Typical intellectual engagement

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People high in typical intellectual engagement particularly enjoy deep thought.

Typical intellectual engagement (TIE) is a personality construct referring to a person's enjoyment (or dislike) of intellectually demanding activities.[1] TIE was developed to identify aspects of personality most closely related to intelligence and knowledge and measures a person's typical performance in intellectual domains rather than their maximal performance (intellectual capacity measured by IQ tests).[2] TIE is moderately positively associated with crystallized intelligence,[1] and with general knowledge,[3] and predicts academic performance.[4] TIE is hard to distinguish from the earlier construct need for cognition[2] and is positively correlated with openness to experience.[5]

Typical performance vs. maximal performance[edit]

Goff and Ackerman proposed a distinction between typical and maximal performance on intellectual tasks.[1] Traditional approaches to intelligence testing attempt to assess capacity or maximal performance and aim to minimise the impact of situational or environmental factors on test performance in order to assess the individual's full potential. Test givers and designers do acknowledge that intelligence test performance is not independent of motivational or volitional factors, as test takers are typically encouraged to "do their best" when taking intelligence tests. Personality tests in contrast to intelligence tests, focus on how a person typically behaves. Goff and Ackerman argued that this is analogous to the concept of intelligence as typical performance, that is, how a person routinely behaves when performing intellectual tasks. Goff and Ackerman argued that it is not practical or desirable to separate intellectual performance from motivational and volitional factors. The latter may be influenced by both temperamental (personality) and situational factors (e.g. incentives, interest in the task). The construct of Typical Intellectual Engagement was developed to identify the overlapping area between personality and intelligence and attempts to assess "intelligence as typical performance". Goff and Ackerman developed TIE scale items to "differentiate among individuals in their typical expression of a desire to engage and understand their world, their interest in a wide variety of things, and their preference for a complete understanding of a complex topic".[1] TIE scales assess three facets: problem-directed thinking (e.g. "I really enjoy tasks that involve coming up with new solutions to problems"), abstract thinking (e.g. "thinking is not my idea of fun" – reverse scored), and reading (e.g. "I read a great deal").[5]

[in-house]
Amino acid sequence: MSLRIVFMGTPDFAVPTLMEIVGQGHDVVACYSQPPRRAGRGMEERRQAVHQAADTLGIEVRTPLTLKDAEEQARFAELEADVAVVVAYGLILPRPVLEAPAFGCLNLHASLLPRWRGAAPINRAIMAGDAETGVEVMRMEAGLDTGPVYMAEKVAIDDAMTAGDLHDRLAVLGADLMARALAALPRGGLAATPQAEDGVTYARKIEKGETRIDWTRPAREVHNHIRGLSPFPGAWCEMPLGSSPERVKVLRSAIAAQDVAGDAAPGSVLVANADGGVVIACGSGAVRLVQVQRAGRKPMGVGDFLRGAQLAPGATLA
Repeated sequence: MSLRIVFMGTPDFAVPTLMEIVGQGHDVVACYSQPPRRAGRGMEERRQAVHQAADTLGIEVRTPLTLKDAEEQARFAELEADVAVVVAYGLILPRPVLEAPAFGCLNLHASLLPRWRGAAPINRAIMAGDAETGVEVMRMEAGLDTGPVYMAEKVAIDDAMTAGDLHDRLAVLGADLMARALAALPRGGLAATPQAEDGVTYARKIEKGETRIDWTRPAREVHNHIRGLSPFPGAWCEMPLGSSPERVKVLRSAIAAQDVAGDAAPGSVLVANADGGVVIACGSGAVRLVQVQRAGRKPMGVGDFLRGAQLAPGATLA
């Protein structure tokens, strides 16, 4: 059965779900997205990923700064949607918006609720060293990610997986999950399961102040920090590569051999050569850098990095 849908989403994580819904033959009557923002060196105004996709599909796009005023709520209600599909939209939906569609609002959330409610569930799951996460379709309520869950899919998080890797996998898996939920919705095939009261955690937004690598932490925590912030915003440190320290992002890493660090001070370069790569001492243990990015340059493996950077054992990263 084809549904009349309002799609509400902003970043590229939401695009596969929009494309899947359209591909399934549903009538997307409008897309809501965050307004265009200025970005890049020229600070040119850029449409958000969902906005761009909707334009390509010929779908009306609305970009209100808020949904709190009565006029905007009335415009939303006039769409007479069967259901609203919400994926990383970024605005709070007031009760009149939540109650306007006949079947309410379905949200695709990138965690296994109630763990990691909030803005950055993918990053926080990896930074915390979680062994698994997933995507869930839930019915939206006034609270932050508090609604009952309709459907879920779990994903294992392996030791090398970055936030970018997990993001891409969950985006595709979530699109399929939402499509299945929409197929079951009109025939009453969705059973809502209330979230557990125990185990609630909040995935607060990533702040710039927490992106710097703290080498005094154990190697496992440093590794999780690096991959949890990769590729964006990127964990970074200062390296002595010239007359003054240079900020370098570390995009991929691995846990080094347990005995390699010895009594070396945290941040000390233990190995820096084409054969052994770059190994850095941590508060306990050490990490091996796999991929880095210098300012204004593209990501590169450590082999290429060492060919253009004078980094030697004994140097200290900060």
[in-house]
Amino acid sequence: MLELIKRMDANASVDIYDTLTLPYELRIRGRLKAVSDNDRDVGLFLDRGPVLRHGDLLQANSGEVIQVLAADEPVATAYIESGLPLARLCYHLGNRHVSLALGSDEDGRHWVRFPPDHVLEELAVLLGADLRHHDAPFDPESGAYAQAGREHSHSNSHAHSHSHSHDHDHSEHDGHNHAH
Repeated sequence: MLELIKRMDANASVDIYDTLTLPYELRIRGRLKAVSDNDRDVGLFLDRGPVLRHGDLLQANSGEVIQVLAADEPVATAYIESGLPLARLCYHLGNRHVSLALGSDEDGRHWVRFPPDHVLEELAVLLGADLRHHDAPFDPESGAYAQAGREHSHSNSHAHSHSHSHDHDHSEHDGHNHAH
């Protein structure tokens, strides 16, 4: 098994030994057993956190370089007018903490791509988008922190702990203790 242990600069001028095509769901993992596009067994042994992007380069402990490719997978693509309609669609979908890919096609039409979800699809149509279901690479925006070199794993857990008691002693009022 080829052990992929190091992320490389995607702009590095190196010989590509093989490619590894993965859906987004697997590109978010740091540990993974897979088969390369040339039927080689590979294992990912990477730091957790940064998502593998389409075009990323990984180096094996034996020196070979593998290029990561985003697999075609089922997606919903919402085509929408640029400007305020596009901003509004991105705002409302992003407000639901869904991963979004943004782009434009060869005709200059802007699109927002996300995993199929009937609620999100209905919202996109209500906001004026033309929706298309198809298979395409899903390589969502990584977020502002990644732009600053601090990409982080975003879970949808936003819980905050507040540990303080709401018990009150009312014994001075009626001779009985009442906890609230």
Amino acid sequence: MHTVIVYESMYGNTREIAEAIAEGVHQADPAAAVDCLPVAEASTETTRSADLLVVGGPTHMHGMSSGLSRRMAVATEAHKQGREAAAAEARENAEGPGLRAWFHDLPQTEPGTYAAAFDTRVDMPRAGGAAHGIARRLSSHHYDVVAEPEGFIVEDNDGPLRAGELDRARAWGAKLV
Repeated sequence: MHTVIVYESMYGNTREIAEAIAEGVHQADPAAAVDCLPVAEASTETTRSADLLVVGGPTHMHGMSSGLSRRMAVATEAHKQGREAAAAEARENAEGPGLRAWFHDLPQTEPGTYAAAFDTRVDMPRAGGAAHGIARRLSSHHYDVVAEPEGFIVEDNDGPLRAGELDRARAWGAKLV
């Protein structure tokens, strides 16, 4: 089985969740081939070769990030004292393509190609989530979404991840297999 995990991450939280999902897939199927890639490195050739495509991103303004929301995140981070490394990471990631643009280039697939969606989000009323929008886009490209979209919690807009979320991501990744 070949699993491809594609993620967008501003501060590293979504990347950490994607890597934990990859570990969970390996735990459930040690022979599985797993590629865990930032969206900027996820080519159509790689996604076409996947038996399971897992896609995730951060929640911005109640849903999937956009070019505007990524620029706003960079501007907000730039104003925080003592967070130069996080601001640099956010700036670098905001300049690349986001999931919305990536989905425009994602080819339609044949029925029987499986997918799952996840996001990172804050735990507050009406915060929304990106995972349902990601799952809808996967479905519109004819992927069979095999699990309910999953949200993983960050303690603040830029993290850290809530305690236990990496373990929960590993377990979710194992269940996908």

Relationships with intelligence, interests and academic performance[edit]

Goff and Ackerman found that TIE was moderately associated with crystallized intelligence (r = .33) and weakly associated with fluid intelligence (r = .11).[1] Goff and Ackerman suggested that the relationship between TIE and crystallized intelligence might reflect an overlap between the constructs (as crystallized intelligence involves acquired knowledge), or it might reflect an influence of crystallized intelligence on TIE, or a symbiotic relationship between the two. TIE had strong positive correlations with measures of academic interests (e.g. interest in arts and humanities, science, social science but not interest in technology) and with a measure of academic comfort.[1] A study examining predictors of general knowledge found that TIE had a significant positive association with a measure of general knowledge (r = .36).[3] However, the relationship between TIE and general knowledge became non-significant when differences in intelligence were taken into account. A meta-analysis found that TIE was a significant predictor of academic performance (r = .33).[4] The authors of this study suggested that intellectual curiosity, as measured by TIE, is a potential "third pillar" of academic achievement, the other two pillars being intelligence and effort.